The central issue is whether MERS routinely initiates foreclosures without listing all loan "assignments" - that is, all changes in ownership that occur with the mortgage in question, since mortgages often go through a chain of "assignees." A basic requirement on Minnesota's books is that mortgage assignments must be recorded with the county if the mortgage is no longer held by the original lender. Additionally, assignments must also be listed in the Notice of Mortgage Foreclosure Sale, published in the newspaper, and delivered to the homeowner prior to the sale.The lawsuit alleges that MERS "systematically ignores" these requirements and "routinely forecloses upon mortgages that have been assigned without recording those assignments or listing them in the published foreclosure notice," according to a press statement released Friday. It's not clear exactly what sort of remedy the hopeful class is pursuing here, although the press release manages to spend a good amount of time rambling about "a lack of accountability" and demonizing foreclosures on "single mothers and a man who is caring for a family member with terminal cancer." "Foreclosure by advertisement is a privilege, not a right," said Amber Hawkins, an attorney for the Legal Aid Society of Minneapolis, one of the law firms representing the plaintiffs. "If a mortgage lender wants to use a quick and easy process to take someone's house, at the very least they should have to follow the steps that Minnesota law requires."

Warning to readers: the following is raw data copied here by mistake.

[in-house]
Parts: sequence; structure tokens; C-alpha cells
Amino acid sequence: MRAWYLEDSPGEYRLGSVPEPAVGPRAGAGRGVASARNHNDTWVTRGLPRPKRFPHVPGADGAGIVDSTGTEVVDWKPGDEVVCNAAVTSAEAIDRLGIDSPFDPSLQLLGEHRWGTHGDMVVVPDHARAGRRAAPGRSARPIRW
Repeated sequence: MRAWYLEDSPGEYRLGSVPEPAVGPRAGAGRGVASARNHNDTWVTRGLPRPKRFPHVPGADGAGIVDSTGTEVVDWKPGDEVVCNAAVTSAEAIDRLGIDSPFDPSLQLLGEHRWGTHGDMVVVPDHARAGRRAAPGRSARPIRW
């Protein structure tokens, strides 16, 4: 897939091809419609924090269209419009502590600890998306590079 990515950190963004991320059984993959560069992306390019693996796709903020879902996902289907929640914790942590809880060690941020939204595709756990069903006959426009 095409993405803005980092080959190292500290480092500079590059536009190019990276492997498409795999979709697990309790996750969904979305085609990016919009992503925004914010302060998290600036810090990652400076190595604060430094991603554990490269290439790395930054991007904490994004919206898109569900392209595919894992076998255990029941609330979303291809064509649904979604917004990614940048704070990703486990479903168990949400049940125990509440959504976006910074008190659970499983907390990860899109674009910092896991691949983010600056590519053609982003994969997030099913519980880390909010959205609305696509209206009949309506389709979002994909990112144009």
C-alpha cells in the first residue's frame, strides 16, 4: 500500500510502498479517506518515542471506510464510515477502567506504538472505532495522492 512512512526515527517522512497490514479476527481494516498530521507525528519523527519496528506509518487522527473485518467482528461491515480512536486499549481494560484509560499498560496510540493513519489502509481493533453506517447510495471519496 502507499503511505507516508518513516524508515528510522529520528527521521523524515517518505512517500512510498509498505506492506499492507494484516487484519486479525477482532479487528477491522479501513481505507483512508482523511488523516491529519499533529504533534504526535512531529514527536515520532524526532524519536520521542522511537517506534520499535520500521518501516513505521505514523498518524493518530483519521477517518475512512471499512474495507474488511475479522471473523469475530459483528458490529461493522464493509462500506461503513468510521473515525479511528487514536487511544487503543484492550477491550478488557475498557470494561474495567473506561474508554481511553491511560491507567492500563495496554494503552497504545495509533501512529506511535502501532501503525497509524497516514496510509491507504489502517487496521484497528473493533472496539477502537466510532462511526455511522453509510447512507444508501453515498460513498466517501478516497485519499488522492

MERS the Target of Class-Action Suit in Minnesota
The issue of loan assignments in foreclosure is rearing its head. Again. A group of Hennepin County, Minnesota homeowners with subprime mortgages said today that they have filed a class-action lawsuit against MERS, accusing the registry system of "skipping legally-required steps" during the foreclosure process. Those steps? You guessed it: assignments. From the press release: